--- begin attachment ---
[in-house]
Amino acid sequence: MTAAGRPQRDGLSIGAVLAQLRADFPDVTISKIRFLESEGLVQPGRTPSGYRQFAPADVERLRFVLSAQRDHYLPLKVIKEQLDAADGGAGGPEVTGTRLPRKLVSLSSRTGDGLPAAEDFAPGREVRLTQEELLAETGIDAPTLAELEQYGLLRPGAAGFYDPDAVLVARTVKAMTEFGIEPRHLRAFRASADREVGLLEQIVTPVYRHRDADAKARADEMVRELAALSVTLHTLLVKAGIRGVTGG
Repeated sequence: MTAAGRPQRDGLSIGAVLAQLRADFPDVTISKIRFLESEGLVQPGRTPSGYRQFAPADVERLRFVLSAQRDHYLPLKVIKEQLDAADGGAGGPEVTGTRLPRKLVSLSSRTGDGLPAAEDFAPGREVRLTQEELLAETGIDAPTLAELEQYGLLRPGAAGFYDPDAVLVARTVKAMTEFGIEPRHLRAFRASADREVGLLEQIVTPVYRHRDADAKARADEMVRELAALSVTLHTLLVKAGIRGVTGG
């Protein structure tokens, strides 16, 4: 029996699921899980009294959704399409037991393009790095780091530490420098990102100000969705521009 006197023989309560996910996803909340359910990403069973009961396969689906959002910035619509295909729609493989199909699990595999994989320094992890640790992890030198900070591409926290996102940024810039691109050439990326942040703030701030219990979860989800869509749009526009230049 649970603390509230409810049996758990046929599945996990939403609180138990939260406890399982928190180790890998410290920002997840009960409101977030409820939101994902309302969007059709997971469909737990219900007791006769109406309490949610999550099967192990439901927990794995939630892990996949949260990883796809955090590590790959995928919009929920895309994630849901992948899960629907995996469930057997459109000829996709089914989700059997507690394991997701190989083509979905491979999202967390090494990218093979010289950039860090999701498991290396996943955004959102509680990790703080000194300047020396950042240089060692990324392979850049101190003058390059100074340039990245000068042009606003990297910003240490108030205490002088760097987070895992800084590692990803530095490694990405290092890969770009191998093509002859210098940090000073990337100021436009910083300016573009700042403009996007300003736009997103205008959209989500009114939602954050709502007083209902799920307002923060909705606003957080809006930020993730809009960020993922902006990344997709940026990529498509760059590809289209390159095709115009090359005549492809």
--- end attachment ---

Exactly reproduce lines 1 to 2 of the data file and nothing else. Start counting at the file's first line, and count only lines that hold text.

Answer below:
[in-house]
Amino acid sequence: MTAAGRPQRDGLSIGAVLAQLRADFPDVTISKIRFLESEGLVQPGRTPSGYRQFAPADVERLRFVLSAQRDHYLPLKVIKEQLDAADGGAGGPEVTGTRLPRKLVSLSSRTGDGLPAAEDFAPGREVRLTQEELLAETGIDAPTLAELEQYGLLRPGAAGFYDPDAVLVARTVKAMTEFGIEPRHLRAFRASADREVGLLEQIVTPVYRHRDADAKARADEMVRELAALSVTLHTLLVKAGIRGVTGG